I hate computers

Well, not always — after all, I do make my living doing IT Research at IBM.  But there are days…and today was one of them.

I’ve been on jury duty this week, which had kept me from committing myself to go to a meeting in Somers, New York, next week.  But today was my last day on call; last night, the county’s web page told me to check again at 9am this morning.  Since this was the first time I’d seen a 9am check-in all week (normally, the earliest you’re asked to check the page is 10am), I pretty much expected to be told to come down to the courthouse for possible empanelment.

I got to the office just after 8; the page hadn’t been updated.  So I was having an IM conversation with a colleague on the East Coast about next week’s meeting while checking the page every few minutes, waiting for a 9am phone call.  Suddenly, my laptop froze up — this is unusual, but not unprecedented (I run Windows XP on my laptop — need I say more?).  But that wasn’t all — the display was flickering; it looked almost like a TV whose horizontal hold was misadjusted.  And then the screen went blank.

I tried rebooting; no luck — not even the logo during the boot sequence.  So I called IBM Service, and quickly reached first-line support, who determined that I would have to send the machine back for repair and connected me to the right department.  So far, so good. 

The preferred way to repair a ThinkPad in the field is to replace it — send out one without a hard disk, memory, or CD drive.  The user then swaps in his old parts, sends back the broken machine, and is back on the air with the least possible disruption.  Unfortunately, the service group didn’t have a machine identical to mine.  The best they could do for me was to send out a loaner machine, which would require me to keep track of anything I did outside of the Notes environment and be sure to copy it to my machine when it came back from service.  And, of course, I wouldn’t get the loaner until Monday (by which time I was supposed to be on an airplane to the East Coast).

In the meantime, I’d booted my office desktop, which runs Linux.  In many ways, Linux is a superior environment to Windows — but not when it comes to using Lotus Notes or Microsoft Office, both of which are critical to my life at work.  And I hadn’t ever really gotten around to configuring the desktop to use — it was a place to do some testing of Web stuff and to develop a little code, not to do office tasks.  But I did have a browser on the machine, and I was able to check the juror status page.  Much to my surprise, I didn’t have to go in to the courthouse; in fact, I was now finished with my service and have a one-year exemption from jury duty.

So I had my 9am call; then I settled down to try to get a workable environment.  I was able to borrow an earlier generation ThinkPad and connect my disk to it — I didn’t want to try to boot my own disk because I was worried that Windows would go catatonic when it saw how different the hardware was, but I was willing to make a copy of the disk and try it.  But, no matter how I tried, I couldn’t successfully copy the old disk — you see, I hadn’t cleanly shut down Windows when the display went dead, and so the filesystem was dirty, and the copy programs I had couldn’t deal with that.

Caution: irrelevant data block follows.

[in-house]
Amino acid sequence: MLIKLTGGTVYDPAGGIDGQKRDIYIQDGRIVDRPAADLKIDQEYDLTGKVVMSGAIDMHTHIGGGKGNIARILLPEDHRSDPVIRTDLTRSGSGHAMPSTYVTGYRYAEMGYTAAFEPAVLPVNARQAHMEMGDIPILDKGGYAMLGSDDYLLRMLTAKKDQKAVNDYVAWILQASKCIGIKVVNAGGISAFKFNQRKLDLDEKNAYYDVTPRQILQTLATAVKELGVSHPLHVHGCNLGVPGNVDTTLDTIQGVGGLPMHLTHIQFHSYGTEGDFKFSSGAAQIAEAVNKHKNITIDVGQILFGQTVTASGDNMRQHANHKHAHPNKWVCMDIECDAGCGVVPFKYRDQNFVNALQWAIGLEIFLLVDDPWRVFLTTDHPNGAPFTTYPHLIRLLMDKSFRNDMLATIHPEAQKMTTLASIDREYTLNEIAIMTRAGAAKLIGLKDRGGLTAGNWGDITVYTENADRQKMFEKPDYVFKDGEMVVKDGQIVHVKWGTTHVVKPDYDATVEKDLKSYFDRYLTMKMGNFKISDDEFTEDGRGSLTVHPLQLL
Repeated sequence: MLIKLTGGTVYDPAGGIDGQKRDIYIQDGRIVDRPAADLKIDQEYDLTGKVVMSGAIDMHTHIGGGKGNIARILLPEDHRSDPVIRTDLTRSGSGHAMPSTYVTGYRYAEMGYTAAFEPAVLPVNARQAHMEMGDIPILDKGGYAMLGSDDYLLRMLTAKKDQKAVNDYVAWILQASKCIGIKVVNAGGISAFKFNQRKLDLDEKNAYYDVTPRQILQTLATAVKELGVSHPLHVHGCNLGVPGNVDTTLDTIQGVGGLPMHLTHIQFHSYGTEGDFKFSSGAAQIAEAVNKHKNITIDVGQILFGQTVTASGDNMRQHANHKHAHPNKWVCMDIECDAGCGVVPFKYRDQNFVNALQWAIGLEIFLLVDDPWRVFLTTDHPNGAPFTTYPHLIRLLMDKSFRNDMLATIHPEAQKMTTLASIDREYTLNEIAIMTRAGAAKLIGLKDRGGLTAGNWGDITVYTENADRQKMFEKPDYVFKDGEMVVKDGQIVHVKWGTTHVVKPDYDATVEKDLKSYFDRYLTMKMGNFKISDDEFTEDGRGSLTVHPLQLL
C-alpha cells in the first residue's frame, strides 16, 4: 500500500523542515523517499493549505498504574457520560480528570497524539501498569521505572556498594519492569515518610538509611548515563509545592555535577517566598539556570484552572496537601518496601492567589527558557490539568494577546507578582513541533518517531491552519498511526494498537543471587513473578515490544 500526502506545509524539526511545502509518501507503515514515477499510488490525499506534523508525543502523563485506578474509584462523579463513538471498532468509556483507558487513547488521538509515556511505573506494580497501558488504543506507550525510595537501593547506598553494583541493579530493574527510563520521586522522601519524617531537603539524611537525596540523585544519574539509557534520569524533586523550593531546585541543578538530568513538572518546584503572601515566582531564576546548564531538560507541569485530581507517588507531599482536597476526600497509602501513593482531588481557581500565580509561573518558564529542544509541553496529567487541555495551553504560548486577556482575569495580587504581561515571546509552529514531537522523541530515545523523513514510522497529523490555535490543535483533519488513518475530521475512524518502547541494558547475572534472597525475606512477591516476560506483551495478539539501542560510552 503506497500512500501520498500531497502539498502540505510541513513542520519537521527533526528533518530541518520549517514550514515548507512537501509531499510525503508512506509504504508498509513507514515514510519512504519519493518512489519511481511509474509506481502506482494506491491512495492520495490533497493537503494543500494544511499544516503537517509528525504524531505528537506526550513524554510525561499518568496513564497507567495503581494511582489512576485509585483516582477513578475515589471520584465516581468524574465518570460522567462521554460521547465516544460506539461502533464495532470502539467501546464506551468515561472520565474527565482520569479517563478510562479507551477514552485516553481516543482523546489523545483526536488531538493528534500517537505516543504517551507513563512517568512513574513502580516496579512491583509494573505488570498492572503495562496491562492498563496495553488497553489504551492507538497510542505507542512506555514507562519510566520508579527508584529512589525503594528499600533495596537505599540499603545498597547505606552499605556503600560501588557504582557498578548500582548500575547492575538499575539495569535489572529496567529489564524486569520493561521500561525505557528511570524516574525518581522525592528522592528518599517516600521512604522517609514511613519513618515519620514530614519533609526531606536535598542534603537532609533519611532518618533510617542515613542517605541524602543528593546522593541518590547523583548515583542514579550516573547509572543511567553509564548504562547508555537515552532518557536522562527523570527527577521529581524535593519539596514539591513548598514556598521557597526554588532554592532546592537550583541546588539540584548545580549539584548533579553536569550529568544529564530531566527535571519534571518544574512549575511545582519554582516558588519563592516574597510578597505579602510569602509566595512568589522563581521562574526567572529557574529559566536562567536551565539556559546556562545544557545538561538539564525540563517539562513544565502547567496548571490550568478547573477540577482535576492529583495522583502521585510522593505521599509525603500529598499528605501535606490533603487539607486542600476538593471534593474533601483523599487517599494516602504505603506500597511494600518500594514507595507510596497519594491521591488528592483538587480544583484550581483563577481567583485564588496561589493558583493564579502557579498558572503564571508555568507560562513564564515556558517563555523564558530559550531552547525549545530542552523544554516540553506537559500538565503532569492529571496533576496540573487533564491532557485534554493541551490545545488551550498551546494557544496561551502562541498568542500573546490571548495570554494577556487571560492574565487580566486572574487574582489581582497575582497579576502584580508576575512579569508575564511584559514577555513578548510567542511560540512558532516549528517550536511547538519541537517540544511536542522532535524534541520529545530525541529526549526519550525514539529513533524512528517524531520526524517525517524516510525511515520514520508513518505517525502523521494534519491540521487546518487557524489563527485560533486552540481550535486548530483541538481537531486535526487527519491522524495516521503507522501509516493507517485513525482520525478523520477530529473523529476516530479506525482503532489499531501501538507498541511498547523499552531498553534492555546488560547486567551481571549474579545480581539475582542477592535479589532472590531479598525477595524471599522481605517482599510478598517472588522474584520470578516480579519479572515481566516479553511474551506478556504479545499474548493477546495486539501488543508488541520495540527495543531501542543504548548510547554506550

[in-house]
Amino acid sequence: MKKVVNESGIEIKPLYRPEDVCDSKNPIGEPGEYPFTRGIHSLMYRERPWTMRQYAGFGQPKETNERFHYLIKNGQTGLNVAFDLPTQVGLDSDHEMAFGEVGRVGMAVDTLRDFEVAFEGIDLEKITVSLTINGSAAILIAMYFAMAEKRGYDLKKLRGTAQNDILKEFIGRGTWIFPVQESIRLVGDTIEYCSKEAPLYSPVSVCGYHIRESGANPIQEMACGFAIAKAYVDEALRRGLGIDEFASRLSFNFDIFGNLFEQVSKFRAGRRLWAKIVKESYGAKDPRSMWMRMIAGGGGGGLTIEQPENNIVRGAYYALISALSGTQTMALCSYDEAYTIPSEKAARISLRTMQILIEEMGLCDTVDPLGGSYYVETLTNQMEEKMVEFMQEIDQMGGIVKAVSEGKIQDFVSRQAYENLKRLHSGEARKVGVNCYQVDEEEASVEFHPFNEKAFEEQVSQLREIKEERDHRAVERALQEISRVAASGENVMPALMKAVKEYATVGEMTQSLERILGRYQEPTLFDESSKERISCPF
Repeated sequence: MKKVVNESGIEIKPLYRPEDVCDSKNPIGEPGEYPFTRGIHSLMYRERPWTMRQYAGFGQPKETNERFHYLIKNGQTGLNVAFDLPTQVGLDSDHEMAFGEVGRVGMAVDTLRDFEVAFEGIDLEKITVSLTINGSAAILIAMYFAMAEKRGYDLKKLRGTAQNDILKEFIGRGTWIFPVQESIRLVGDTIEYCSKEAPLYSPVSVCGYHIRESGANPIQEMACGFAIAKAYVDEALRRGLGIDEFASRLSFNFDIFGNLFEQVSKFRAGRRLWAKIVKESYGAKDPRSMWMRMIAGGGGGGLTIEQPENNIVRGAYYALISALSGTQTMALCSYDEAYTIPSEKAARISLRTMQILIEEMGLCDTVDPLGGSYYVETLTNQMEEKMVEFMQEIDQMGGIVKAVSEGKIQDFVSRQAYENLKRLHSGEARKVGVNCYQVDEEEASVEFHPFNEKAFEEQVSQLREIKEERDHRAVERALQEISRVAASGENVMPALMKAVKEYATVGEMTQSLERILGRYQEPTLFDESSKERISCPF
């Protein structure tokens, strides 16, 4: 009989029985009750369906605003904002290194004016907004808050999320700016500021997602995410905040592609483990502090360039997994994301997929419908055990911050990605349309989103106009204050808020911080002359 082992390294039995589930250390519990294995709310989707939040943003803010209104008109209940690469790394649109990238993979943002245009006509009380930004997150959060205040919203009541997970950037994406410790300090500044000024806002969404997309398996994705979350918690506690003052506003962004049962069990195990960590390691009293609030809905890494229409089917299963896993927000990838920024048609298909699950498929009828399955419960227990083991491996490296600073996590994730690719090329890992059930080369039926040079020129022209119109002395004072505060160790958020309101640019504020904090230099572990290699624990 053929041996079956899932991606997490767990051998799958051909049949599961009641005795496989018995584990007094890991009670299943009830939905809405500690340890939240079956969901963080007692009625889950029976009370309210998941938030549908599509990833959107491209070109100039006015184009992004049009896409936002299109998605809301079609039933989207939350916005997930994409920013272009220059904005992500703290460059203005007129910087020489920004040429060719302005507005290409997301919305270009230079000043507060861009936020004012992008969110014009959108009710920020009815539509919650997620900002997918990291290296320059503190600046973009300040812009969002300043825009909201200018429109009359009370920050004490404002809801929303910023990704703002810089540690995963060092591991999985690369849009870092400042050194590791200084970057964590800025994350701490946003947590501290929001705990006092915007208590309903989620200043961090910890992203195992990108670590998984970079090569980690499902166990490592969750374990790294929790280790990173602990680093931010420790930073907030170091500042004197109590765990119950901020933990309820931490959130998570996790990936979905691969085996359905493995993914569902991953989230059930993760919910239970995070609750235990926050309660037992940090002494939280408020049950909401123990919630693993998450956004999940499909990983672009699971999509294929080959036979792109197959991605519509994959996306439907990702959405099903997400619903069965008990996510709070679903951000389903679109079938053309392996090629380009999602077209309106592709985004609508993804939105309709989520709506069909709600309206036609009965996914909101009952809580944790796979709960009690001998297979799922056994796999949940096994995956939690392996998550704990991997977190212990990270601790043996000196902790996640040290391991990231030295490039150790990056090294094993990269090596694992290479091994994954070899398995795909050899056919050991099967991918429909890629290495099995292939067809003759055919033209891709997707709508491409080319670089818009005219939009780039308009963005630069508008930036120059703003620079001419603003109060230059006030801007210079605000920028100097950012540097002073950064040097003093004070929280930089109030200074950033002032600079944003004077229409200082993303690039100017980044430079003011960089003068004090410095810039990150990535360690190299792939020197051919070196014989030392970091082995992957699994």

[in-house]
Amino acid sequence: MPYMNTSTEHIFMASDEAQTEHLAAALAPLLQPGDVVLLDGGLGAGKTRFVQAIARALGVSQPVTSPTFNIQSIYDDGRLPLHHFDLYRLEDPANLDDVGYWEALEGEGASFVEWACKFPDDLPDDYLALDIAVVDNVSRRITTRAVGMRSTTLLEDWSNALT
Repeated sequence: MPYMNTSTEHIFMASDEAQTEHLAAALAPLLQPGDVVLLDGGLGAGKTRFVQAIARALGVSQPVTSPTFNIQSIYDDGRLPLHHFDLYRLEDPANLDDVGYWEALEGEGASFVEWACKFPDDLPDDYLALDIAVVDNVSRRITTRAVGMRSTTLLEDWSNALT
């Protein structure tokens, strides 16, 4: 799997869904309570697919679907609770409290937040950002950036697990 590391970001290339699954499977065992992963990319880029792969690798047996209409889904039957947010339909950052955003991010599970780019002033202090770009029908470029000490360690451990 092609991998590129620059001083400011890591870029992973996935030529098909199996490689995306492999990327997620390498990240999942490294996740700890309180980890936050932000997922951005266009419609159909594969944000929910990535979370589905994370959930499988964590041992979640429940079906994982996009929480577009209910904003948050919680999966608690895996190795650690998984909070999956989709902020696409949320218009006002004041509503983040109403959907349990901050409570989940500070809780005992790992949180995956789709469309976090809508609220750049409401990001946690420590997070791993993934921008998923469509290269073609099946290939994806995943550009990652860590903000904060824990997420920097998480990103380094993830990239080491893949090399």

But I didn’t make that discovery until after lunch.  And in the meantime, I’d run into a colleague who had a ThinkPad T41p which wasn’t yet in productive use — and he was willing to loan it to me.  But he was leaving for the day, so I’d have to get his manager or security to let me in.

So, after a lunchtime meeting, I called Security for an entry assist.  They (properly) had to verify that it was OK, and then we set out to find the office.  But I’d copied the wrong piece of data from the screen — I had the room number of his mail drop, not his office.  Eventually, however, we found the right office, and I borrowed a brand new ThinkPad T41p.

All I had to do was swap the hard disks — I knew my disk would work perfectly in that machine.  But, try as I might, I couldn’t get the disk out of his machine…nor could any of the friends I asked to try.  And I didn’t want to force things too hard, so, after losing another 30 minutes, I called Security to get back into the office, where I found a second brand new ThinkPad T41p.

And this time, the disk came out — I plugged mine in, and hey presto, I was back on the air, with a day’s worth of e-mail to deal with.

I decided that losing today was all of the fun I could stand, and have made my excuses for the meeting next week; I’ll phone in to the parts that I really need to participate in.  And sometime next week, my machine should return from the shop…I hope.  Though I wouldn’t mind keeping this machine instead; it’s a pleasure having a truly clean display.

Shabbat Shalom!